×
You will be redirected back to your article in seconds

Off Broadway Review: ‘Sweeney Todd’ With Real Meat Pies

With:
Jeremy Secomb, Anthony Hope, Siobhan McCarthy, Betsy Morgan, Duncan Smith, Alex Finke, Brad Oscar, Joseph Taylor.

The Tooting Arts Club, a site-specific London community theater, has scored the ideal New York venue for its audience-pleasing version of “Sweeney Todd: The Demon Barber of Fleet Street.”  Tucked into Off Broadway’s Barrow Street Theater (transformed into “Harrington’s Pie and Mash Shop,” after the oldest such establishment in London, where the show originated), this genial staging of the Hugh Wheeler-Stephen Sondheim musical invites audiences to eat, drink, and dodge the actors dancing on the tables.

As a curtain-raiser, Bill Yosses (the White House Executive Pastry Chef during the Obama administration) turns out tasty meat pies and mashed potatoes for early arrivals. It’s family seating for those who opt for food, although the shop seems to be all out of jellied eels at the moment. That means a dozen theatergoers sharing a meal at each of six long tables spaced throughout the auditorium. The same tables turn into mini-stages during the performance, so watch your fingers when the actors break into their cramped version of Georgina Lamb’s choreographed mini-dances. (Additional seating is available in the balcony.)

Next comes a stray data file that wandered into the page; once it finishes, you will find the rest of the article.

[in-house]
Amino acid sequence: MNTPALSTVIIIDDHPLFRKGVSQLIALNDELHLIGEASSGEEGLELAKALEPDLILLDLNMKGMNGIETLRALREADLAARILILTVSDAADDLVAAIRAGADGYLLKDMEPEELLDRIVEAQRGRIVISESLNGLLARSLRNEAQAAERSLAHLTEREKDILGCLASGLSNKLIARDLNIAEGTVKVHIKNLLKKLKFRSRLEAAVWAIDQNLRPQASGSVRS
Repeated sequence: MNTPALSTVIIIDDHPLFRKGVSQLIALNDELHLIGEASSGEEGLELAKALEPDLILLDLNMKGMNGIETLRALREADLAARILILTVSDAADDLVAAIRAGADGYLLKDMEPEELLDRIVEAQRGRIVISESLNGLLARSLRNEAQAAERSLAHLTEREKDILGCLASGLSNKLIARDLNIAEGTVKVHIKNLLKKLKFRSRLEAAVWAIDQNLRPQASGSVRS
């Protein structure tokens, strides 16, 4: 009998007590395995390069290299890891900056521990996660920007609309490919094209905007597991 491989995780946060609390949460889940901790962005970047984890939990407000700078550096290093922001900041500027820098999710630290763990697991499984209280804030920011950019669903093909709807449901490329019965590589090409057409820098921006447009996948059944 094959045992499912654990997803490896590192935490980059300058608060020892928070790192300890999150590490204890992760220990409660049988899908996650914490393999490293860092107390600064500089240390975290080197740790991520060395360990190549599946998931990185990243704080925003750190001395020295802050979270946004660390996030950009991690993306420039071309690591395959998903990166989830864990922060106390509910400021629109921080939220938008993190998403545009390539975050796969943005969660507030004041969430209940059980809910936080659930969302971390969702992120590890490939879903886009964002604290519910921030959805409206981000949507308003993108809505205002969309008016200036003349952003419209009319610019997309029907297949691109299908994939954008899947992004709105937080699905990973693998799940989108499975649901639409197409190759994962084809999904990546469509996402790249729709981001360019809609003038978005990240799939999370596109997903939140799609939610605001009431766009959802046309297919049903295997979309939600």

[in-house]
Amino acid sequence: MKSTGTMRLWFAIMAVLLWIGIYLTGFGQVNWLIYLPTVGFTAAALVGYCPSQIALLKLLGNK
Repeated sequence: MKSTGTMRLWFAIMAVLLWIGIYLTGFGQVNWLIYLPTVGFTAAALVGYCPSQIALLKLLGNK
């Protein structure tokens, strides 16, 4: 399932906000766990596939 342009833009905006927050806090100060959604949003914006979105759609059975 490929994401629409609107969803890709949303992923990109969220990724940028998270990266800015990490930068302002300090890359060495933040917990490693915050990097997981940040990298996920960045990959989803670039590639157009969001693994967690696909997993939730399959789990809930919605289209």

Popular on Variety

The clever pop-up set by Simon Kenny — a faithful replica of Harrington’s down to the stained glass windows — extends to the barber shop where Sweeney Todd (the riveting Jeremy Secomb) plies his bloody trade; the  emporium where Mrs. Lovett (Siobhan McCarthy, lovably insane) bakes her suspiciously juicy meat pies; and a number of other settings where Sweeney’s tragedy is related in some of Sondheim’s most delicious songs.

What, really, could be funnier than Mrs. Lovett’s manic delivery of “A Little Priest” and “Worst Pies in London,” or as exquisitely tender as “Joanna” and “Not While I’m Around” or as filled with yearning as “Pretty Women”?   Not to overlook “The Ballad of Sweeney Todd,” which still has the seductive power to make your skin crawl.

There’s barely room to swing a cat in the intimate auditorium, but savvy director Bill Buckhurst manages to keep the traffic moving up and down a narrow set of stairs and through a darkened doorway where unwary visitors in need of a shave tend to disappear, never to be seen again.  Tiny as it is, the house even accommodates an onstage trio of musicians on piano, violin, and clarinet. (Matt Aument is music director.)

Some credit goes to the house acoustics, but even so, the voices of the cast are uniformly robust.  Secomb’s piercing glare and growling baritone give the demon barber the kind of sex appeal that makes mincemeat of a lusty lady like Mrs. Lovett.  Matt Doyle has a tenor’s own sweetness as the young swain who loves Sweeney’s daughter, Johanna (Alex Finke).  And blimey, there’s Brad Oscar (from “Something Rotten!”) as Beadle Bamford.

This tight-knit company, some of whom have been with the show since it originated in Tooting, also has a flair for the show’s undercurrents of black humor. So be prepared for that huckster Adolfo Pirelli (Betsy Morgan) to rub “Pirelli’s Miracle Elixir” on every uncovered bald head in sight. And do expect lighting designer Amy Mae and sound man Matt Stine to set up a bloody racket when Sweeney’s victims go shuffling off to their deaths.